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Published by: outdash2 on Jun 03, 2010
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02/01/2013

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Kindness with Wisdom

Rabbi Maury Grebenau Any person who has been in the position of needing Chessed from others is very aware of a painfully familiar situation. Many well intentioned people seem unsure of how to help and end up either not really helping or even making the situation worse. We have all witnessed the person who makes inappropriate remarks at a shiva call or in shul to a person who has recently lost someone. The same situation presents itself when we wish to engage in bikkur cholim or a host of other chessed opportunities. I recently had the opportunity to hear from a person who lost his wife at a young age. He spoke about people who, in the aftermath, truly wanted to help but really didn’t know how to go about offering their help. Truly caring members of his community who wished to reach out and yet would make very general offers of help which he felt uncomfortable pursuing. A person who engages in Chessed needs to use their head as well as their heart. The Beis HaLevi finds this important idea in Eliezer’s test of Rivka. The test seems a simple measure of Chessed but when we look deeper we find a good deal of sophistication. Water could only be drawn from the well in the large jug which Rivka was holding. Eliezer planned to ask the potential bride for a drink from the jug, not to see if she would give him a drink, but to see what she would do after he had drank from the jug. To bring the left over water back home to her family would be foolish since Eliezer was a stranger and sharing water that he drank from would not be sanitary. On the other hand she could not very well pour the rest of the water out in front of him since that would be insulting. How could she make sure her Chessed was well received and still bring clean water back to her family? Rivka reacted with intelligence, quick thinking, and respect. She offered to water the camels thus disposing of the rest of the water in a way that would not insult Eliezer. Moreover, she proceeded to demonstrate unparalleled consideration by drawing more water so the camels could finish drinking. Rivka, one of our paradigms of Chessed, was able to perform her act of Chessed to the utmost by using her head. What is it that separates Chessed done with wisdom from Chessed which may fall flat? I believe that the starting point is to move outside of our comfort zone. Many times we are more concerned with our own comfort than with the needs of the person we are trying to help. Rivka was able to step outside of her own needs and consider what action would be most considerate for Eliezer. She went to extra trouble to make sure that she helped Eliezer and continued to treat him with respect. Her actions were carefully calibrated to Eliezer’s needs at the expense of her own time and comfort. Making a shiva visit or visiting a sick person may not be a comfortable experience, especially if we feel that we don’t know what to say. If we focus on the person we are visiting and their needs, instead of our own feelings, we will be on the road to Chessed with wisdom. Chessed requires us to step outside of our world and our own needs for a moment. If our Chessed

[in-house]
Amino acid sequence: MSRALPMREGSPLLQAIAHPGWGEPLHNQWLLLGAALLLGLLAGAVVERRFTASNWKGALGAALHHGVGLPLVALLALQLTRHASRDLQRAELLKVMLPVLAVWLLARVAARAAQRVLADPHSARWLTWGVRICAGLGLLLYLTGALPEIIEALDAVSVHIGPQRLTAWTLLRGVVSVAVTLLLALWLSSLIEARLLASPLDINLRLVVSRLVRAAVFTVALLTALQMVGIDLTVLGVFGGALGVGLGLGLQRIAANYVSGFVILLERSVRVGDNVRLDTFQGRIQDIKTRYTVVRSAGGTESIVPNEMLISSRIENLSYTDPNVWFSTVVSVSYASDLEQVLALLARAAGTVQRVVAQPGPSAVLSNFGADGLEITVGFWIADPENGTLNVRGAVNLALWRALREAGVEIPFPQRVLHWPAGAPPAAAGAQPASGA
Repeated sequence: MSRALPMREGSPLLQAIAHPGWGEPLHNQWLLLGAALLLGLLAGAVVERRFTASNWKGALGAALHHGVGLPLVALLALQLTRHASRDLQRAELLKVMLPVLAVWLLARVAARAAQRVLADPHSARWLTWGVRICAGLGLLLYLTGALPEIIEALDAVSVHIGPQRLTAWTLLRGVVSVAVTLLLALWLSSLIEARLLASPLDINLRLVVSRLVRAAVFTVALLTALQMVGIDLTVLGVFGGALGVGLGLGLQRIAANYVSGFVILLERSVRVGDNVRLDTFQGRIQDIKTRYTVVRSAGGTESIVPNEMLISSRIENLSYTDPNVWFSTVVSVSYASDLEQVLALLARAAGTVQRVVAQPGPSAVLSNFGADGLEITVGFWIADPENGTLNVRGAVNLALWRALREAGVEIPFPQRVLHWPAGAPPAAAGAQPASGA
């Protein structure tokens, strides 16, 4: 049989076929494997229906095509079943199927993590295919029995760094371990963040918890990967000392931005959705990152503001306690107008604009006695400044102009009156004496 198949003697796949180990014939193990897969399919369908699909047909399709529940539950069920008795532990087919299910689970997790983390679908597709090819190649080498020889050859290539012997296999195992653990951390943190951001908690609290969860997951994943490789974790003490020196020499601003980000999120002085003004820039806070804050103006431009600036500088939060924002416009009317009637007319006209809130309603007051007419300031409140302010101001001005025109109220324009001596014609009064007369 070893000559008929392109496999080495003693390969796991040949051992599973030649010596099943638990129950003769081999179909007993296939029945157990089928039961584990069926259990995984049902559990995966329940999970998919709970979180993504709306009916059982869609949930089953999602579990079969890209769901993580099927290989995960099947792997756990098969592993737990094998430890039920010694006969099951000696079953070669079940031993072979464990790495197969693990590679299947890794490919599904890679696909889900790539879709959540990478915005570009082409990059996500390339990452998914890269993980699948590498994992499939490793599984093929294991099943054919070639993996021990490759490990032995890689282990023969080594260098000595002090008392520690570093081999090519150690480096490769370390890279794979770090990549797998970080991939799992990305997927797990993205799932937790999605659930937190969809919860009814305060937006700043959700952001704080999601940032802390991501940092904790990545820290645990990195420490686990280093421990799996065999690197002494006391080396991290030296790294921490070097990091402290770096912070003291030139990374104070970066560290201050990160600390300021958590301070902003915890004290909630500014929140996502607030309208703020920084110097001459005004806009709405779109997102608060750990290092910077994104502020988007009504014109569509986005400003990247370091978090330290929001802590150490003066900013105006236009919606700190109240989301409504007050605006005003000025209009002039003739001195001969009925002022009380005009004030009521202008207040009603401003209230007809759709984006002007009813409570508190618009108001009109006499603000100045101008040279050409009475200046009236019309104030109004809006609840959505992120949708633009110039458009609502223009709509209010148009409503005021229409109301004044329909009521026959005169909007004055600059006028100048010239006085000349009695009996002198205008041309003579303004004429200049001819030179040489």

is to really lift the spirits of the recipient we must learn a lesson from Rivka and color our helpful gestures with the wisdom that they require.

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